Bestselling author Brigid Kemmerer is back with her latest high fantasy story, Defy the Night, a dramatic tale of politics and romance, with the fate of a kingdom hanging in the balance. If that summary sounds more than a little like you’ve heard it before, well, it probably should.
Many of the beats of this tale will likely feel more than a little bit familiar to fans of Kemmerer’s recent Cursebreakers trilogy: The fish out of water heroine forced to live and learn in an environment she had initially despised, the supposedly monstrous romantic lead who is secretly not that monstrous at all, repeated exploration of the ways that both love and politics require us to attempt to understand – and offer grace – to those beyond our own point of view.
And to that end, much of this story is easily predictable – most of its twists are fairly obvious from the start, and there aren’t any real huge twists along the way. (Oh, is the roguish outlaw secretly helping the sick find medicine also the cruel prince who punishes traitors? Whoever could have guessed? He’s just the second POV character!) But that’s not what makes this story an enjoyable read – or one that’s worthy of a sequel.
Defy the Night is set in the kingdom of Kandala, a land that has been suffering for years from an ongoing epidemic of a deadly fever. The plague can only be treated by an elixir made from a specific plant known as the Moonflower, which naturally only grows in two sectors of the kingdom. Young King Harristan is forced to maintain the peace with a ruthless hand – doing his best to provide medicine equitably to all his subjects, while ruthlessly punishing those who would steal it, with the help of Prince Corrick, the King’s Justice who viciously enforces his older brother’s laws.
But, to what is likely the surprise of no one, this system doesn’t entirely work – corruption is rampant, the consuls who control the sectors that produce Moonflower are constantly demanding higher prices, and the wealthy elites are using their considerable means to buy more medicine for the Royal Sector, while the poor who live in the outer realms known as the Wilds sicken and die with greater frequency.
Apothecary Tessa Cade does what she can to treat the poorest of her neighbors: Mixing medicine, treating those who are already ill, and sneaking out every night with her best friend – and sometime crush – Wes to steal Moonflower petals for those who need them most. She hates both the king and his cruel enforcer brother, convinced that they’re willing turning a blind eye to the suffering of the less fortunate and hoping that one day the people will rise up against their rule.
But as rumors spread about the availability and efficacy of the medicine so many have come to count on to keep their families alive, sparks of rebellion begin to flare in the kingdom’s poorer sectors and one act of of tragedy sends a desperate Tessa into the palace to confront – or maybe worse – the king herself. But what she discovers there will make her reevaluate everything she thought she knew about the king, Kandala, and politics itself.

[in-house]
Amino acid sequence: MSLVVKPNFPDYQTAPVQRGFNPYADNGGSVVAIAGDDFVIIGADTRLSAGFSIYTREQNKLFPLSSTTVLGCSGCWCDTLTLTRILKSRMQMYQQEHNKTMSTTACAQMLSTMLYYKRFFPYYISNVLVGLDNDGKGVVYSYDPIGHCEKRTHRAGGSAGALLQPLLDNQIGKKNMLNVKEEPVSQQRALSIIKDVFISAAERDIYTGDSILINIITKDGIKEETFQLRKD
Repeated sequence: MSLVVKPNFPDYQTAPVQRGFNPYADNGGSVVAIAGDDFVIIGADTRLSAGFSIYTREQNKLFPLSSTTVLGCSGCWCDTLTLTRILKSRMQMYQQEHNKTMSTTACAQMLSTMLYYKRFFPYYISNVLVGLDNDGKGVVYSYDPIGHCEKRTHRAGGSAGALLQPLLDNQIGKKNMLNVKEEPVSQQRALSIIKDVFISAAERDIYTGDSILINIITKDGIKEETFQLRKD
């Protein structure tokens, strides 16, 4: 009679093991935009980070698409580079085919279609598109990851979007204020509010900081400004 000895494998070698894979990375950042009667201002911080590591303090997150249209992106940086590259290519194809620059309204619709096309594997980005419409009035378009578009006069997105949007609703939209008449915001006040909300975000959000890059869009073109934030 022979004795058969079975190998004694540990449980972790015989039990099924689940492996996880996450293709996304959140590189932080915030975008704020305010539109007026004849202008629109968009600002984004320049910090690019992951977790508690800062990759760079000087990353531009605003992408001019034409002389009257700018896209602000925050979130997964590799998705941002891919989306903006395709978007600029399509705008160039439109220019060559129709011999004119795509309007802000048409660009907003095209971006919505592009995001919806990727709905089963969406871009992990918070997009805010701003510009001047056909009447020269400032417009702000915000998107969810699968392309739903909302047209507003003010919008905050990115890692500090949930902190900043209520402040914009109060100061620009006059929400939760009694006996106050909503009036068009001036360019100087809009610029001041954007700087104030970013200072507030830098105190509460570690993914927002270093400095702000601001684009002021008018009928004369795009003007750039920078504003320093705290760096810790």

Much of the emotional weight of Defy the Night centers around Tessa’s discovery that the world is full of more shades of gray than she ever thought possible. It’s easy to call for revolution when you’re unaware of the careful balancing act necessary to keep the kingdom at peace and to get the most medicine into the hands of most people. Just as its easy for those in power to punish those who steal – without considering the fact that desperate people are sometimes forced to make hard choices.
The fast-paced story is full of narrative twists and turns, to be sure, but it’s also full of a fairly cogent and nuanced argument that neither those fermenting rebellion or those agitating for the status quo are 100% correct. And Kemmerer should be commended for walking a fine, careful line – it’s easy to see both sides in the larger philosophical and moral arguments at the center of this story, and that’s no mean feat.
Much like A Curse So Dark and Lonely, Defy the NIght ends in a place that feels as though it could go either way – if this is the end of the series, it’s a satisfying conclusion; but if it’s not, there’s plenty of room for the story to expand and continue into a second chapter. I strongly suspect the latter is what will happen, and much like Kemmerer’s Cursebreakers books, I wouldn’t be shocked if the second volume in this series switches POVs entirely. (I am also desperate for some Harrison POV chapters, so I may be projecting a bit, but the young king is certainly the series’ most interesting character that we don’t spend much time with here.)
Defy the Night is available now. Let us know if you plan to give it a look.